Any healthcare organization that embeds tracking technologies in its website should carefully review whether it is inadvertently violating HIPAA or other federal regulations, said Nick Heesters, senior adviser for cybersecurity at the Department of Health and Human Services' Office for Civil Rights.
The drumbeat for potential federal legislation to better protect sensitive health information - or at least new regulations - appears to be growing louder in Congress. One of the Senate's four lawmaker doctors is quizzing the healthcare industry on ways to safeguard health data.
Federal regulators have smacked a large California health plan with a $1.3 million fine to settle potential HIPAA violations for two relatively small breaches that affected about 2,250 individuals. But officials indicate "long-standing HIPAA deficiencies" were a "systemic" problem at the insurer.
A federal judge has given the green light for attorneys to proceed with a consolidated class action lawsuit against Meta that accuses the social media giant of intercepting sensitive health information with its Pixel tracking tools used in numerous healthcare websites and patient portals.
Healthcare is under siege from relentless cyber attacks, all while grappling with IT and clinical staff shortages. Shockingly, a recent report reveals 93% of healthcare organizations have suffered breaches in the last two years.
With stolen credentials like passwords, external attackers can pursue more entitled,...
An Alabama pediatric dental practice is notifying nearly 130,000 patients that their sensitive information was compromised in a recent cyberattack. The entity appears to have potentially paid a ransom in exchange for a promise by hackers to destroy breached data without further releasing it.
The Federal Trade Commission and the Department of Health and Human Services have publicly named 130 hospitals and telehealth companies that were recently warned that the use of online tracking tools in their websites or mobile apps potentially violates federal data privacy and security regulations.
Medical device maker Medtronic MiniMed violated patient privacy by using tracking and authentication technologies such as Google Analytics and Firebase in its InPen diabetes management app and services, according to a proposed federal class action lawsuit filed this week.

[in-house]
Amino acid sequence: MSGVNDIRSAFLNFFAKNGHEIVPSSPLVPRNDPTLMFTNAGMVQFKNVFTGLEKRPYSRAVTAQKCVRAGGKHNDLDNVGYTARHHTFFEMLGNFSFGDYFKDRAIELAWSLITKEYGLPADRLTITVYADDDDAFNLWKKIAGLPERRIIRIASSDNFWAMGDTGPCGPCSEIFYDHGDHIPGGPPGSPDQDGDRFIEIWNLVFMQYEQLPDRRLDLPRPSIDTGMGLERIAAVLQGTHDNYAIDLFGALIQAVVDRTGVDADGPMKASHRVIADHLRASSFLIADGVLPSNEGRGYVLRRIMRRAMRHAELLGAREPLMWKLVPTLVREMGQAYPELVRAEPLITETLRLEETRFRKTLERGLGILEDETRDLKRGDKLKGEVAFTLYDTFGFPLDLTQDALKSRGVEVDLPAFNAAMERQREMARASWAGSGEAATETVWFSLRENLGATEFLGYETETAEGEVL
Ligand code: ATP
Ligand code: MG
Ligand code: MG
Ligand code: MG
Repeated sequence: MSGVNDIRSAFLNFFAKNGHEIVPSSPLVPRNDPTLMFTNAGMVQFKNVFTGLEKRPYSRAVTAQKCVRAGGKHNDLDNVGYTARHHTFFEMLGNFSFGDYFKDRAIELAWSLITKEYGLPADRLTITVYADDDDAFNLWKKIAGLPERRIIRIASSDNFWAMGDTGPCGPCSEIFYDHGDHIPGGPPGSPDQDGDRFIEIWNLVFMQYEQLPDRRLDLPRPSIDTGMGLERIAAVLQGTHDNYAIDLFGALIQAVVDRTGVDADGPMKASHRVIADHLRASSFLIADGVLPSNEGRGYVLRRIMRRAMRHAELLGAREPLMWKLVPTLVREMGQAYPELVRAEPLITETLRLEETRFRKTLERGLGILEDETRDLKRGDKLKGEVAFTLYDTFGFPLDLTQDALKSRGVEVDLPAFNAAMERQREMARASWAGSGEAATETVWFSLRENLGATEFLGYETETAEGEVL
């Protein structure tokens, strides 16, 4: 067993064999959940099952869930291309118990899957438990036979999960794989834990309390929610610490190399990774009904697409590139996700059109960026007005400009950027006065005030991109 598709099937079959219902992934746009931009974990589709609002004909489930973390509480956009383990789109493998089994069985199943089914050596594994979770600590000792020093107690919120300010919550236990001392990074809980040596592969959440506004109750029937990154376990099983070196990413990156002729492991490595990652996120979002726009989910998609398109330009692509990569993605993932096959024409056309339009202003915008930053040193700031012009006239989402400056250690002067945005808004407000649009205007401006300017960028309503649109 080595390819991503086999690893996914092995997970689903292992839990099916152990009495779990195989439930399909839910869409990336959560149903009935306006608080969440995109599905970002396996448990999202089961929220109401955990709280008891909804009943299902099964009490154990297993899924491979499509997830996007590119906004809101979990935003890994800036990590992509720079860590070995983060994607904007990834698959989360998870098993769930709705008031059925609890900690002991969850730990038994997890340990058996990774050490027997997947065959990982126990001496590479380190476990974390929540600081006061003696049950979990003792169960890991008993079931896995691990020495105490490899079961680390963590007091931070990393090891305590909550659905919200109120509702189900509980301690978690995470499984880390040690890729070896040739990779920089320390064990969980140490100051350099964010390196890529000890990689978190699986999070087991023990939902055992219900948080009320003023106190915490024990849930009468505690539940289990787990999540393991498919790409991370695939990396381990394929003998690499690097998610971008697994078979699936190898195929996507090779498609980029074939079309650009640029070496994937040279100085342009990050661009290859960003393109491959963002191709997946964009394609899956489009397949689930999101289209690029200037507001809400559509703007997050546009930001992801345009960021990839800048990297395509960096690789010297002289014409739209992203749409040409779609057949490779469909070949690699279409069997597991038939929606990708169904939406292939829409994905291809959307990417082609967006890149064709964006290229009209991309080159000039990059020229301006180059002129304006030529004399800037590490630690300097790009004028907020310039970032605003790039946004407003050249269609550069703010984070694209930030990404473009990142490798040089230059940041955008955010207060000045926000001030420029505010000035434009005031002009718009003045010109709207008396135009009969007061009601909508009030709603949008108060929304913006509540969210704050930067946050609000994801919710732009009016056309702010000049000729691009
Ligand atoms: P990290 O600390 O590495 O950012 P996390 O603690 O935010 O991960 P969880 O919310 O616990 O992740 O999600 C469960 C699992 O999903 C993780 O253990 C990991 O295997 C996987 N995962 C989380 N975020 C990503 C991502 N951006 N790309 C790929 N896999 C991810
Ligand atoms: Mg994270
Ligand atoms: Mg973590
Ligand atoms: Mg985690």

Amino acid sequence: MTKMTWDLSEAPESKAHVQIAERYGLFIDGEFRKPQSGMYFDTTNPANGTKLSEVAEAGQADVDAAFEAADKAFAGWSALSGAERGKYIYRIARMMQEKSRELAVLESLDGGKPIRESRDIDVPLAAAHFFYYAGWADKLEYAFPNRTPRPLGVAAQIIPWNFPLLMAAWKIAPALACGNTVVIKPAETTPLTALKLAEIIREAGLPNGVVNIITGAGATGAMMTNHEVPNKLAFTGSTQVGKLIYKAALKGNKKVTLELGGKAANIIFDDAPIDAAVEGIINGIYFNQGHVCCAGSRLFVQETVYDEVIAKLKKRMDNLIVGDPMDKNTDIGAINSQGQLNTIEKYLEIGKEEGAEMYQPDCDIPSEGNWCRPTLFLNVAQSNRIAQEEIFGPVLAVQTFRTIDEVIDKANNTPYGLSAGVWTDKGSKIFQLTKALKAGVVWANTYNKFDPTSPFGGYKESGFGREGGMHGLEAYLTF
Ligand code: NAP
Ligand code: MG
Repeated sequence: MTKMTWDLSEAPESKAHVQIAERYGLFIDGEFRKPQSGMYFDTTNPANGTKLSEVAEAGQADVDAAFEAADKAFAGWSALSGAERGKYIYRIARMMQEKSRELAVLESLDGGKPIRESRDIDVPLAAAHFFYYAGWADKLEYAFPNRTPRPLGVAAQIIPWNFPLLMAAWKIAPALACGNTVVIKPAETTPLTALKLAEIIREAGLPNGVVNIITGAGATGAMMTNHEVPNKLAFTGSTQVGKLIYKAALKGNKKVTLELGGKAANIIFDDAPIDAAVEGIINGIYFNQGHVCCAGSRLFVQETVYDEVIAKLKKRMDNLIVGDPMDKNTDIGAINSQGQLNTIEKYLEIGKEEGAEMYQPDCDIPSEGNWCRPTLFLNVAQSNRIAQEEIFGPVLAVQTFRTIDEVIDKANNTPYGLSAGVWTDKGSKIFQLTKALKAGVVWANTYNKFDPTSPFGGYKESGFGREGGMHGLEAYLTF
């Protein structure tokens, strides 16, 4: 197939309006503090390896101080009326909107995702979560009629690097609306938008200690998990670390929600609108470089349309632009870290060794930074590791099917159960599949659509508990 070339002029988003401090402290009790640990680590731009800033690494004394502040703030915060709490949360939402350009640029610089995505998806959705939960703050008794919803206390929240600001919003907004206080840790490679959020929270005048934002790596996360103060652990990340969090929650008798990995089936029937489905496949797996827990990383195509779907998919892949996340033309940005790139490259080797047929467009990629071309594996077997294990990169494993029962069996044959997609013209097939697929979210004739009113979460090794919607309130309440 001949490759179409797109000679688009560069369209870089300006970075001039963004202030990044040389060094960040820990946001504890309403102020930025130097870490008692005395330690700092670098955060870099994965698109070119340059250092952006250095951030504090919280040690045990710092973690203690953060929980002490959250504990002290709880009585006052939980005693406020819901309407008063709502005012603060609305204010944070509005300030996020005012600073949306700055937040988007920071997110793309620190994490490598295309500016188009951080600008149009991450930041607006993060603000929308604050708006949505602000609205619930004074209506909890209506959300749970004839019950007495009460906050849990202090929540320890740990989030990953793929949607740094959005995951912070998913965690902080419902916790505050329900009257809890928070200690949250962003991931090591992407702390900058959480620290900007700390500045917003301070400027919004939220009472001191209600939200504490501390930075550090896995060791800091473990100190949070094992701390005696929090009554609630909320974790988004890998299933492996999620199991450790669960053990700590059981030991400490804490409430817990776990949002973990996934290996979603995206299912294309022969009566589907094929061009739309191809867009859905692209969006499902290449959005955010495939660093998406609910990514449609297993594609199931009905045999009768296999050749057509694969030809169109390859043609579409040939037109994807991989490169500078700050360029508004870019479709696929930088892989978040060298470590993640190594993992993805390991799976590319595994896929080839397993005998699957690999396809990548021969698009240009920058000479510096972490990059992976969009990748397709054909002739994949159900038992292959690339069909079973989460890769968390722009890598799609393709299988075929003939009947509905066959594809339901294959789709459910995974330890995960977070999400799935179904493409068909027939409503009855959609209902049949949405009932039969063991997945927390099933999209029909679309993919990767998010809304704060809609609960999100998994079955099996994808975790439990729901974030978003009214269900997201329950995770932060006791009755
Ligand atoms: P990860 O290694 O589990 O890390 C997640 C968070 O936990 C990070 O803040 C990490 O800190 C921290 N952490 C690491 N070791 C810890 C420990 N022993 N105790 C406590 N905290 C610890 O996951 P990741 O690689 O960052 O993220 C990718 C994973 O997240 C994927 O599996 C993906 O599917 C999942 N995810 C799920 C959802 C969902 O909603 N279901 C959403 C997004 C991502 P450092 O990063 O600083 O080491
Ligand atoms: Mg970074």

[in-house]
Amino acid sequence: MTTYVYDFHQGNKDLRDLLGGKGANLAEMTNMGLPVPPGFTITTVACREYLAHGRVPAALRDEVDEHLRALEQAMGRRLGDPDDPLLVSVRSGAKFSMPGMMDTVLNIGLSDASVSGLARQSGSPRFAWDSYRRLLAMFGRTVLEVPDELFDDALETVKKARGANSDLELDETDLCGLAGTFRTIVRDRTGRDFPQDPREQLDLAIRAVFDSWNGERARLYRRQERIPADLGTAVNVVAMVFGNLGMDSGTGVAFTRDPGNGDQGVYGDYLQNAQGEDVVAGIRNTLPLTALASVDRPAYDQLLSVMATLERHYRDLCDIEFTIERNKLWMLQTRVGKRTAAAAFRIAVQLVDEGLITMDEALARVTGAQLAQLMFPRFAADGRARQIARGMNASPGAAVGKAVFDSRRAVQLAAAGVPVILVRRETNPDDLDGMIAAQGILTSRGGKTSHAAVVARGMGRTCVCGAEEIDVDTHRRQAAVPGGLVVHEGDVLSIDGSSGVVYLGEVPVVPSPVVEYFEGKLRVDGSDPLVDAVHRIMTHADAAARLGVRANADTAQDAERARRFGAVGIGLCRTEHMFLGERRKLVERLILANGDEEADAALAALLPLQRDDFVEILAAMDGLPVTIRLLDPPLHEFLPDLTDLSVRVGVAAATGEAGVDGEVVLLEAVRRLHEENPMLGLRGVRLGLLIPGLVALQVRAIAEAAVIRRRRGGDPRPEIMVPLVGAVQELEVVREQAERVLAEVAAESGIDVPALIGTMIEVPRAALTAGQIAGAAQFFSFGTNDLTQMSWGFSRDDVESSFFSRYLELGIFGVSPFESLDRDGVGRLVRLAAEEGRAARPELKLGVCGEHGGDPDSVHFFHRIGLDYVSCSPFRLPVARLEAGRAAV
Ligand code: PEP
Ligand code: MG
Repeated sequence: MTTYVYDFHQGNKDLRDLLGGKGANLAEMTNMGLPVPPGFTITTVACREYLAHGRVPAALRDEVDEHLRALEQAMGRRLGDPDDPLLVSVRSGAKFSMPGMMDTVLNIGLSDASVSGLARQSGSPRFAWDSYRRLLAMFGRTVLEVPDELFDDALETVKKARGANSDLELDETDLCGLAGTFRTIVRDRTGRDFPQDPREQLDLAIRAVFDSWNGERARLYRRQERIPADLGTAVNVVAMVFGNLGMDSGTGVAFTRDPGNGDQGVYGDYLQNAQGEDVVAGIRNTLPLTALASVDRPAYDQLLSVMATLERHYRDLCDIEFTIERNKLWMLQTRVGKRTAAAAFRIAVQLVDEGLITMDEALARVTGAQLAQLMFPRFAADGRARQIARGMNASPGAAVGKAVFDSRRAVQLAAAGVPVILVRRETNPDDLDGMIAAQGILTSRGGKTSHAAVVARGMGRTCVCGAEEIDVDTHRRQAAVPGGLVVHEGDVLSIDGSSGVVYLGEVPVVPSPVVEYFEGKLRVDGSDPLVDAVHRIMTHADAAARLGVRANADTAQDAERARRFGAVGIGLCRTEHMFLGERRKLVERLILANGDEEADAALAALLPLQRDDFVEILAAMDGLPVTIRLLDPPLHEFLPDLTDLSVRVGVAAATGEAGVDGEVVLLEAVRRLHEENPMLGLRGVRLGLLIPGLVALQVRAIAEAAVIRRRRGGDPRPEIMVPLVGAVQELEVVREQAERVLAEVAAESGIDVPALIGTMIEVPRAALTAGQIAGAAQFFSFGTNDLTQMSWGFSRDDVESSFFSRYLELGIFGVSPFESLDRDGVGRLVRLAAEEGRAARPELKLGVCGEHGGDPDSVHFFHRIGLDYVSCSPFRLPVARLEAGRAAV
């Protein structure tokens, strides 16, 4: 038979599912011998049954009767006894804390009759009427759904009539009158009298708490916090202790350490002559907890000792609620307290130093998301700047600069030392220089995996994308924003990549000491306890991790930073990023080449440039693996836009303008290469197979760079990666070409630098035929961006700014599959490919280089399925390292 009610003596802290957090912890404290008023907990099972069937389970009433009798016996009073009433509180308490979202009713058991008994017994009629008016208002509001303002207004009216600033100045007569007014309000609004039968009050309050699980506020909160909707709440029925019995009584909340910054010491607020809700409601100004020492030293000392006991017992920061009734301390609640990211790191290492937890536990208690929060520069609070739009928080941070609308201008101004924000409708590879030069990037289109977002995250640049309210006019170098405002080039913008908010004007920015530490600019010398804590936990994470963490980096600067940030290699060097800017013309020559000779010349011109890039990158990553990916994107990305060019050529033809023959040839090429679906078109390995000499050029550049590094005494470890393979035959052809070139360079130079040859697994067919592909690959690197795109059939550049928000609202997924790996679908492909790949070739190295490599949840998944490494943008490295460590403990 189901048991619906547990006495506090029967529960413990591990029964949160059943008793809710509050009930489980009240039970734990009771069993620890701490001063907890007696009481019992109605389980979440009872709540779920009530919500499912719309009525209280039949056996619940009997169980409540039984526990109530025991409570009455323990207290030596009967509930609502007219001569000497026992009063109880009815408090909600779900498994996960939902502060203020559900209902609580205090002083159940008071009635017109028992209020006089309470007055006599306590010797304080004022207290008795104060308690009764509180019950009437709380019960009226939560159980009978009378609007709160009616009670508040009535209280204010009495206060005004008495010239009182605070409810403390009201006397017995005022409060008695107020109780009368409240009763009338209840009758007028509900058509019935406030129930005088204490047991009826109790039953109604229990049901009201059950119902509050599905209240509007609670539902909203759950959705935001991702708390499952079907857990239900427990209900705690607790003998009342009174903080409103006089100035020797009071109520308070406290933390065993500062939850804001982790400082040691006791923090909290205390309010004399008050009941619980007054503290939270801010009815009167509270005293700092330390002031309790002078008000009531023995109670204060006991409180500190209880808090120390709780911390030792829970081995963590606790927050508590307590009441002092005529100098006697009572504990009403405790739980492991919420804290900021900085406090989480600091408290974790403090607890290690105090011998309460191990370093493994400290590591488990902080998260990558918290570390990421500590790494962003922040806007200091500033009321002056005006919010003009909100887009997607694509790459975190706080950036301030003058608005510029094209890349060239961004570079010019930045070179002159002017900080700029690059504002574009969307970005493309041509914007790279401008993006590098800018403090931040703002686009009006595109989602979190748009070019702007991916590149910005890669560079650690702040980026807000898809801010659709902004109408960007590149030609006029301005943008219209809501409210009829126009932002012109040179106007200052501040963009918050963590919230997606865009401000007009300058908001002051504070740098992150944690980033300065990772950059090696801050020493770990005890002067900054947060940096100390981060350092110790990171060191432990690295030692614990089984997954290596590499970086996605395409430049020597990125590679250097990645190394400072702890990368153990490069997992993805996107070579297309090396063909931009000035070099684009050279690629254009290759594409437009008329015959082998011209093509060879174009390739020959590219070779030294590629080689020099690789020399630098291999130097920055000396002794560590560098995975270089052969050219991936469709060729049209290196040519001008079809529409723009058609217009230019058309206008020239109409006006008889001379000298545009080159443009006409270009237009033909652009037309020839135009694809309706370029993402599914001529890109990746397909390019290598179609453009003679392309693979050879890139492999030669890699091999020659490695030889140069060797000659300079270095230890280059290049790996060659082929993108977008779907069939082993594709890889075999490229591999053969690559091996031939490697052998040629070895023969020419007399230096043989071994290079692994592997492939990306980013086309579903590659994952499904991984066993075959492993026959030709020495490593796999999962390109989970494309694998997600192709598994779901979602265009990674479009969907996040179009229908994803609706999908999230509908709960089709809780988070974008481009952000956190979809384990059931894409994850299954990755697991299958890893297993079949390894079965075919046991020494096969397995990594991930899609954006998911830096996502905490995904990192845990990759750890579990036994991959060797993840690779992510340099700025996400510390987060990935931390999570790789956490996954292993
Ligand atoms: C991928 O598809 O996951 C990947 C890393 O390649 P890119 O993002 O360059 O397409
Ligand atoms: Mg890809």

A recently updated guidance document developed by an advisory group to the Department of Health and Human Services can help all types of organizations within the healthcare sector be better prepared to deal with the latest cyberthreats, said attorney David Holtzman of HITprivacy LLC.
Four years ago, federal regulators started sending a message to healthcare entities about the need to give patients timely access to their health records. Insurer UnitedHealthcare, the 45th firm penalized for potential "right to access" violations, agreed to an $80,000 fine and corrective action.
AI holds great promise for certain applications in healthcare, particularly around clinical research, but security leaders - and others involved in governance within medical institutions - must be ready for the implications, said John Frushour, CISO of New York-Presbyterian Hospital.
The Food and Drug Administration's newly enhanced authority over medical device security - as granted by a funding bill signed into law last year - is "transformative" in raising the bar on what is expected from makers in their product submissions to the agency, said Dr. Suzanne Schwartz of the FDA.
The federal agency that enforces HIPAA is heavily focused on investigations of potential violations involving online tracking tools in healthcare websites that impermissibly transmit sensitive patient information to third parties, said Susan Rhodes of the Department of Health and Human Services.
Advocate Aurora Health has agreed to pay $12.25 million to settle consolidated class action claims that the Illinois-based hospital chain invaded patient privacy by using tracking codes on its websites and patient portal, according to a preliminary settlement plan in Wisconsin federal court.
A nonprofit firm that administers government dental programs in Canada paid a "substantial" ransom for a decryptor key and the destruction of data stolen in a recent ransomware attack. But the company is now notifying nearly 1.5 million individuals that the hack compromised their data.